This is one the most common misconceptions about grit, and something I can honestly say I adopted. Everything was about being “gritty” and not making excuses. We celebrated students who were “persevering”, and to some degree shunned those who made excuses, no matter how valid their claims. I have to mention that the majority of students served were from low income communities and/or students of color. I mention this because many of my students demonstrated grit simply by showing up on time daily in spite of the challenges they face. My eyes were opened as I continued to research about correlation between no excuses, and grit. It started with this article, which delves into the issue with taking a no excuse approach to grit, and how condescending it could be for students in our neediest communities. I would never want to send the message that their life circumstances are insignificant, or irrelevant. I also never want my students to believe that working hard will always lead to the given outcome because we know that structural and institutional racism are real insurmountable barriers.
2) LEVERAGE STUDENT STRENGTHS
Directly related to the aforementioned topic is the fact that students come to us with strengths and
experiences that demonstrate their ability to persevere over time to achieve outcomes. Think about students living in poverty, or with parents whose work schedules do not align with the start of the school day. There are students who wake up siblings, get them dressed, walk them to school, or the school bus, and for some, fight through other markers of poverty… just on their way to school. Many have been doing this years, and a countless number do it so well that their teachers don’t even know they are doing it because they make it “look easy.” If that’s not grit, perseverance, and character then I don’t know what it. I would say some students have more “grit” than their teachers. #letskeepitreal The big question is, “how to harness this in school?” I don’t have the answers (sorry), but I do have a few thoughts:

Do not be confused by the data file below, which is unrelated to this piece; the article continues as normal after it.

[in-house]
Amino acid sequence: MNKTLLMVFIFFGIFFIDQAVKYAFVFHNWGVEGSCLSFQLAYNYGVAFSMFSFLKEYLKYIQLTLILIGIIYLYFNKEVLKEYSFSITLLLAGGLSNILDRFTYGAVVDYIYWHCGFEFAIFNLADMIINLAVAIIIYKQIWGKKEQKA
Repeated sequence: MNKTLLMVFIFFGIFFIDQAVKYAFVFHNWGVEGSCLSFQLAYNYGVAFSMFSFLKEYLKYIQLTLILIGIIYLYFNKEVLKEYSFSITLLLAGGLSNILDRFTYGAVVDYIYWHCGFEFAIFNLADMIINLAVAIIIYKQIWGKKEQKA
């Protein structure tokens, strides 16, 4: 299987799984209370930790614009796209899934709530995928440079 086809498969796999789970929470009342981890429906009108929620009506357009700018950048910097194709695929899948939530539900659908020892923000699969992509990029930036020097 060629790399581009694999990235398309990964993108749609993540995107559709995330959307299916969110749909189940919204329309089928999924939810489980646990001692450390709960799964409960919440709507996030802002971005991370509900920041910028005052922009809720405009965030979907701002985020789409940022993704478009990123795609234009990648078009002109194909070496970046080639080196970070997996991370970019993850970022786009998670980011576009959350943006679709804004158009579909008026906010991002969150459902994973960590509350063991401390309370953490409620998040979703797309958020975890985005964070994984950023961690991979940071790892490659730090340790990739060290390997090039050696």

– Get to know students and THEIR stories versus creating your own narrative.
– Ask students about THEIR goals and why they matter.
– “Call Your Shot”: Make connections between student actions and the resulting outcome. Narrate for students how their actions over time impact their progress.
Conversations about grit should not be used to force compliance into a certain norms. This means, talking about grit in a way that simply recognizes students for meeting expectations grounded in the dominant norms of society. For example, when *some* students are recognized for completing homework assignments, paying attention in class, or taking a test seriously it might be praised as them being “gritty.” I’ve done it myself. The issue is whose goal is it? Why does this goal matter to students? It this the right thing to praise as grit, or is it just celebration of compliance?
As it stands, my personal jury is still out when it comes to grit and the classroom. I will continue to learn more, and check myself when I start engaging in practices that water down the intent of teaching grit or masks it as something as the result of effort (not privilege) without fully delving into the realness that overburdens so many of my students.
So what do you think? I’d love to know! Lets connect in the comments!
Here’s what other educators are saying about grit:
– Teaching Grit
– Grit Video
– The “Grit” Narrative, “Grit” Research, and Codes that Blind
– Testing for Grit and Joy